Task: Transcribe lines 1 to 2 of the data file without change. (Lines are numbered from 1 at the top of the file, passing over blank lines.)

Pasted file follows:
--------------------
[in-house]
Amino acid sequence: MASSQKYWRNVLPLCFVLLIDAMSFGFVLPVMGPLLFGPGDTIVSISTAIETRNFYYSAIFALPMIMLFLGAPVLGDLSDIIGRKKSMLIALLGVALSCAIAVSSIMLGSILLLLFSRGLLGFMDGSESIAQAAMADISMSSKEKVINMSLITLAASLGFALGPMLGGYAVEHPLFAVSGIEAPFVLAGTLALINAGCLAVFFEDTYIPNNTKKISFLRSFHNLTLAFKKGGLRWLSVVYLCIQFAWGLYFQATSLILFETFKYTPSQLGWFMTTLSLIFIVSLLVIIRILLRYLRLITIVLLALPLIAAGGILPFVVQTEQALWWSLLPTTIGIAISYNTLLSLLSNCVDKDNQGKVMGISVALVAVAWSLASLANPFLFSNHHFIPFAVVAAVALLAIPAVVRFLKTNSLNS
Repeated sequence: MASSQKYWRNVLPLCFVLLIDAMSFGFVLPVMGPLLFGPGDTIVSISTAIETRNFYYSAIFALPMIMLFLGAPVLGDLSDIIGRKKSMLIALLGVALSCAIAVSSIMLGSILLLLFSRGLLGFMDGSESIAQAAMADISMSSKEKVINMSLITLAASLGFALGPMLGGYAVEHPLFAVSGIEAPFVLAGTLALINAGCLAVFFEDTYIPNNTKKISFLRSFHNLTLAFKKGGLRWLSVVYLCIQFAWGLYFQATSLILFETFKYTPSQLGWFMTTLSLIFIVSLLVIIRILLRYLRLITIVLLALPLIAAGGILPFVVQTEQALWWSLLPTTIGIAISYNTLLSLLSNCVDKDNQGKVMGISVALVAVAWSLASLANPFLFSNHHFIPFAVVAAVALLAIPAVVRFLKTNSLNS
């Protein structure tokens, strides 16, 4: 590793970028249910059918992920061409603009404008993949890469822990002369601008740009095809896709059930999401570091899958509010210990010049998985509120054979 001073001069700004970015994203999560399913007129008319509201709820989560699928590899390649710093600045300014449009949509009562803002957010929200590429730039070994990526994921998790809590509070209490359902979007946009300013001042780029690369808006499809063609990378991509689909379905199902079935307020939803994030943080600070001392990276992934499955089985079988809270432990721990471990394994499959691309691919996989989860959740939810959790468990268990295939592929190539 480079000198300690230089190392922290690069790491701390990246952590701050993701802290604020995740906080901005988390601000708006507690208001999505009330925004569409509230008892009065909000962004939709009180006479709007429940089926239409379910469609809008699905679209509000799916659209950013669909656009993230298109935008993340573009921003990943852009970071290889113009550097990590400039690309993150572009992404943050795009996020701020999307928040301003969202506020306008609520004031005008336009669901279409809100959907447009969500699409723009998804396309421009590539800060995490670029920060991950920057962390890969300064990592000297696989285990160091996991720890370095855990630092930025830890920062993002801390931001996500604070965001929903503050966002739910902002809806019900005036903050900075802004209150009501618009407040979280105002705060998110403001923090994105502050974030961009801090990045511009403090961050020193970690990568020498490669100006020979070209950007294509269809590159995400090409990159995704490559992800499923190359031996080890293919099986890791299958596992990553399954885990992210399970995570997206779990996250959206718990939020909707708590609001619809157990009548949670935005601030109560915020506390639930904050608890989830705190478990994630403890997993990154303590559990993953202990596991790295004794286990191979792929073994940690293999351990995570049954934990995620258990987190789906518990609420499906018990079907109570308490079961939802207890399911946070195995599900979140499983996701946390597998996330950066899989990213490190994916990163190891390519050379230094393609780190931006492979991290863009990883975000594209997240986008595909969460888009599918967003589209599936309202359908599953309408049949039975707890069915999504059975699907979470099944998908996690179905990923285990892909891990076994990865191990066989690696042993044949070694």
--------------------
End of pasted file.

[in-house]
Amino acid sequence: MASSQKYWRNVLPLCFVLLIDAMSFGFVLPVMGPLLFGPGDTIVSISTAIETRNFYYSAIFALPMIMLFLGAPVLGDLSDIIGRKKSMLIALLGVALSCAIAVSSIMLGSILLLLFSRGLLGFMDGSESIAQAAMADISMSSKEKVINMSLITLAASLGFALGPMLGGYAVEHPLFAVSGIEAPFVLAGTLALINAGCLAVFFEDTYIPNNTKKISFLRSFHNLTLAFKKGGLRWLSVVYLCIQFAWGLYFQATSLILFETFKYTPSQLGWFMTTLSLIFIVSLLVIIRILLRYLRLITIVLLALPLIAAGGILPFVVQTEQALWWSLLPTTIGIAISYNTLLSLLSNCVDKDNQGKVMGISVALVAVAWSLASLANPFLFSNHHFIPFAVVAAVALLAIPAVVRFLKTNSLNS